Alcohol and alcoholism (Oxford, Oxfordshire). Supplement 11/2014; 50(1). DOI:10.1093/alcalc/agu079
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    • "le response of lying ( Mohamed et al . , 2006 ; Osman , Channon , & Fitzpatrick , 2009 ; Pennebaker & Chew , 1985 ) . ADCAT posits that with the decision to deceive in a particular way active in WM , the central executive suppresses the accurate sharing of specific information , [ K ] often involving active inhibitory centers in the frontal lobe ( Johnson et al . , 2004 ; Kozel , Padgett , & George , 2004 ; Mohamed et al . , 2006 ) . The intrinsic load of inhibiting truthful responding depends on how elaborate truth - related memories are and how habitual honest responding is ( Van Bockstaele et al . , 2012 ; Verschuere et al . , 2011 ) . For instance , if a truth was recently encoded or is unavailable"
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    ABSTRACT: Little is known about the cognition of deception (Gombos, 2006). We propose a cognitive account of serious lying (i.e., deception involving high stakes) in response to a solicitation of a truth: Activation-Decision-Construction-Action Theory (ADCAT). Built on the Activation-Decision-Construction Model of answering questions deceptively ( Walczyk, Roper, Seeman, & Humphrey, 2003), the theory elaborates on the roles of executive processes, theory of mind, emotions, motivation, specifies cognitive processing thoroughly, and considers the rehearsal of lies. ADCAT's four processing components are (a) activation of the truth, the (b) decision whether and how to alter deceptively the information shared, (c) construction of a deception, and (d) action [acting sincere while delivering a lie]. Core constructs are “theory of mind” and “cognitive resources”. Specifically, throughout serious deception, individuals are inferring the current or potential mental states of targets and taking steps to minimize the allocation of cognitive resources during delivery to appear honest and lie well.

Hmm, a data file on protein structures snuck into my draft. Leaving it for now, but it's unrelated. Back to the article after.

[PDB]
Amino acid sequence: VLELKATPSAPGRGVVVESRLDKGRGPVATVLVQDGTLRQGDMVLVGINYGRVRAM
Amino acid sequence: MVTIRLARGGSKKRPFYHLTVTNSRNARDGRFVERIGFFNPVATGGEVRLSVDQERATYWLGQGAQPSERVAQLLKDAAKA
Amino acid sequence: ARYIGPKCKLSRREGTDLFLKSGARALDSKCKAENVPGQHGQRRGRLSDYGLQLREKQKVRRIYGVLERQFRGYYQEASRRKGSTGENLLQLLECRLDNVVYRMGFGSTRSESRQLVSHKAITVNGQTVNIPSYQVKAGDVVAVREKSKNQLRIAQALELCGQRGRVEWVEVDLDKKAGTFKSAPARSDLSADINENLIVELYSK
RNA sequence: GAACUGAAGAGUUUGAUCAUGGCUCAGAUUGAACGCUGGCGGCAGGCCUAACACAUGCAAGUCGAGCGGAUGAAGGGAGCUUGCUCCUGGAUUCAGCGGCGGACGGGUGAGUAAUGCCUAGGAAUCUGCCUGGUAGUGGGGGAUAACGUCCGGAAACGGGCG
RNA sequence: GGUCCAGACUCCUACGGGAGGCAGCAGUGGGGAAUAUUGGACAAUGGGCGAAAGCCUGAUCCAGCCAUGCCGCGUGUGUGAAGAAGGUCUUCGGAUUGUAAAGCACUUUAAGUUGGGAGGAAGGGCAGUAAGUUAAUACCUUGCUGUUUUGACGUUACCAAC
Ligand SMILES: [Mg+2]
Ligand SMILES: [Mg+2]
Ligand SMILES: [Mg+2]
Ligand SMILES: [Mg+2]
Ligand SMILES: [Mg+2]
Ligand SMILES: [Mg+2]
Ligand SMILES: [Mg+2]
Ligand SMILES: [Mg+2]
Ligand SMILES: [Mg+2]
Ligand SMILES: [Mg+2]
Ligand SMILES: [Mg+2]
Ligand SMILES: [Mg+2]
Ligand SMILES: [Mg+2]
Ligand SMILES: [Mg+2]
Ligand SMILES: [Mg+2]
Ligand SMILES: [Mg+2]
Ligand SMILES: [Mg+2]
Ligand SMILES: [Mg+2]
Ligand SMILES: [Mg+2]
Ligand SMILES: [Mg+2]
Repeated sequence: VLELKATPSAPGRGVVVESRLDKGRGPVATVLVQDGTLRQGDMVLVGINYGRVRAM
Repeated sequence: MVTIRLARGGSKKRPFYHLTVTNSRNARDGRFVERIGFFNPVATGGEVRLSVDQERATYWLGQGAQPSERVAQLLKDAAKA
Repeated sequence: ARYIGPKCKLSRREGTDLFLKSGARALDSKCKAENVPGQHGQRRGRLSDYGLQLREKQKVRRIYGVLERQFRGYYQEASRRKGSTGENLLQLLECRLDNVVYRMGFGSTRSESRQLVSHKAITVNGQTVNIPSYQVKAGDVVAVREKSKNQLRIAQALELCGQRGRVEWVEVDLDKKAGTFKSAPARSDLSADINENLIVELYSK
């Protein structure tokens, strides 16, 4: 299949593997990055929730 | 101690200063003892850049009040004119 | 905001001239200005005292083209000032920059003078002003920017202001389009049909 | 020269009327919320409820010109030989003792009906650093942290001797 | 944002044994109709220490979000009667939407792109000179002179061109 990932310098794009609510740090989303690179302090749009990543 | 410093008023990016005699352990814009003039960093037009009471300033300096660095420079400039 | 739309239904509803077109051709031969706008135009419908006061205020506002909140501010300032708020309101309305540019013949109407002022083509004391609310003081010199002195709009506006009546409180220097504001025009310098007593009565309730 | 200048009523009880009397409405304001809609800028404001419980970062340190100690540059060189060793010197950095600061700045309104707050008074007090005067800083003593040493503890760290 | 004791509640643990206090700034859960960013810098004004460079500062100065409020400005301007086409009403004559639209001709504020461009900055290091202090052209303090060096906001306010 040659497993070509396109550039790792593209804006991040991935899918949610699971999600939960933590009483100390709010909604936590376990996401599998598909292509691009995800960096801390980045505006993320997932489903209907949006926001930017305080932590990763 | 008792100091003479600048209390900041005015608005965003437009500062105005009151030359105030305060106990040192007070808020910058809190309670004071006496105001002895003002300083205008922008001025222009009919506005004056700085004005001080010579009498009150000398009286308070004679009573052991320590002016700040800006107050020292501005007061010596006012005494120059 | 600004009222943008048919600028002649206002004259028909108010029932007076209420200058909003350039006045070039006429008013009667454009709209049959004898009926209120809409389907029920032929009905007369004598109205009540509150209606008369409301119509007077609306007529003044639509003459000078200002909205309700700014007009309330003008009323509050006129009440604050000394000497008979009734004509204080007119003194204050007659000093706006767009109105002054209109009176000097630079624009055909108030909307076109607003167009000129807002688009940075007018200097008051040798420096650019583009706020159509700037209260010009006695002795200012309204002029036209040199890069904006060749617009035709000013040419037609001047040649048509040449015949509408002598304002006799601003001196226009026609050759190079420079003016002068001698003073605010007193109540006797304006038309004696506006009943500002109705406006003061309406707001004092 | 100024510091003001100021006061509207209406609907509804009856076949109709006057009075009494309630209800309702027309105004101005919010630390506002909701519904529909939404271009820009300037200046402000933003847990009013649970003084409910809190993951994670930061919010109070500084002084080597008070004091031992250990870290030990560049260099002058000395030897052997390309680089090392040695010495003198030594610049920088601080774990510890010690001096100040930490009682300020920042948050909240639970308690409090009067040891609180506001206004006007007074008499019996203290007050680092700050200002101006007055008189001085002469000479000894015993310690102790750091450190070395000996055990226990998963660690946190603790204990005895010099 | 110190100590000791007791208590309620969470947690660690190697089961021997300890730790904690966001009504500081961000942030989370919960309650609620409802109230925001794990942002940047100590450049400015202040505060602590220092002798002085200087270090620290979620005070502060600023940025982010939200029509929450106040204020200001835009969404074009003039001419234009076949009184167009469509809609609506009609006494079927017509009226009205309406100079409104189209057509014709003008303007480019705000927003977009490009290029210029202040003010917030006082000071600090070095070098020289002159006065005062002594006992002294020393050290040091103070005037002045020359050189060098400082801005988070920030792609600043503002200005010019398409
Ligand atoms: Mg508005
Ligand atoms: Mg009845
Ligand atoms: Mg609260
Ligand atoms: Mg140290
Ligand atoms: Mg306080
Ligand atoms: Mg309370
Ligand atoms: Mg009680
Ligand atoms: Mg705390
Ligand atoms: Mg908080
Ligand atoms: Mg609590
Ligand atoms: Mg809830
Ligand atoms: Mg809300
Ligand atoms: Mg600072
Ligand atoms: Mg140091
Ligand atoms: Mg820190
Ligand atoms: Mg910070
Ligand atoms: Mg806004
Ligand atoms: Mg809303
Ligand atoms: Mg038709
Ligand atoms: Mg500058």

New Ideas in Psychology 08/2014; 34:22–36. DOI:10.1016/j.newideapsych.2014.03.001 · 0.86 Impact Factor